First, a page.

Up until recently, if you were a Verizon customer in any capacity, reaching your data allotment for the month meant you would either have to top-up, face an overage charge, or simply deal with going unconnected except around Wi-Fi. Having been making waves in the industry for a while, one move from T-Mobile that had gone largely ignored by the industry was their decision to give all customers the option to take advantage of low-speed data once they exceed their monthly allowance. While many prepaid providers have since adopted such a practice, it only recently made its way to the big leagues. After rolling it out for postpaid customers a while back, it seems that Verizon is finally giving prepaid customers an option to stay connected at lower speeds after eating up all of their normal data allotment, which lasts throughout the billing cycle.
This move comes on the heel of some fighting with T-Mobile, seeing both companies putting out statements regarding recent antics between the two of them. T-Mobile aired their bravado in the form of an official filing to the FCC, citing carriers aping their own initiatives and actions as proof that the wireless industry is still competitive, and that T-Mobile is inciting consumer-positive change. The filing caught more than a few players' attention in the industry. Verizon, in particular, responded by publishing a blog post refuting some of the points regarding them in T-Mobile's filing, and explaining the logic behind some of their recent moves.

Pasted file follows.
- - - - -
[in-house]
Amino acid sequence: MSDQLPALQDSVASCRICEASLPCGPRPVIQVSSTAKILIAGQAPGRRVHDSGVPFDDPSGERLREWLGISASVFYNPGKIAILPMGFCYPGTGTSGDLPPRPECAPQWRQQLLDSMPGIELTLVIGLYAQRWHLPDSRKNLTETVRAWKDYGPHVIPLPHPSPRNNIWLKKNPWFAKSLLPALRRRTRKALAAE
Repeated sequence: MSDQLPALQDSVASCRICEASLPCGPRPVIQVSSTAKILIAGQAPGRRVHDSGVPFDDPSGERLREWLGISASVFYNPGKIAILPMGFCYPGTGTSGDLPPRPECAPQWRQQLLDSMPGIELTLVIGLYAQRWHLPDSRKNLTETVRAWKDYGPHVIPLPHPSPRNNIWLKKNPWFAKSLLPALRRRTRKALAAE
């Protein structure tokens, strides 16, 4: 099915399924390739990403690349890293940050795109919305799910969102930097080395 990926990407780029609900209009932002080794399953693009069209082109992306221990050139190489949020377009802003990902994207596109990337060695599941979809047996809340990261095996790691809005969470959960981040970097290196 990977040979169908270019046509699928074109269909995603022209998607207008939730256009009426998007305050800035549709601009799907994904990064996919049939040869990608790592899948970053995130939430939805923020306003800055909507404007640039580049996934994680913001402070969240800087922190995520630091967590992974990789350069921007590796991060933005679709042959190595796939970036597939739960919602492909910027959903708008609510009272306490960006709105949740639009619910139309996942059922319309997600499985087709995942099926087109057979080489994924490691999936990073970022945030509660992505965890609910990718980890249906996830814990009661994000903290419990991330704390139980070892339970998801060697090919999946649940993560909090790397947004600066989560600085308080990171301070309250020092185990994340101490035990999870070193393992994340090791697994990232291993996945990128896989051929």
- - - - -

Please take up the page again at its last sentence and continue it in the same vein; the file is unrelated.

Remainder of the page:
They explain, for example, that their new low-speed feature, "Safety Mode", is not copying T-Mobile because they do not turn it on automatically for customers that run over. They also throw down some numbers regarding their prices, such as the decreases in price per GB of data and their new Carryover option, which saves unused data from month to month, similar to older plans on now-defunct carriers, or T-Mobile's Data Stash option. The new plans and glut of new features they come with have been a talking point for both Verizon and its rivals, but they largely retain their uniqueness in the plan department, as well as bragging rights to a very robust network.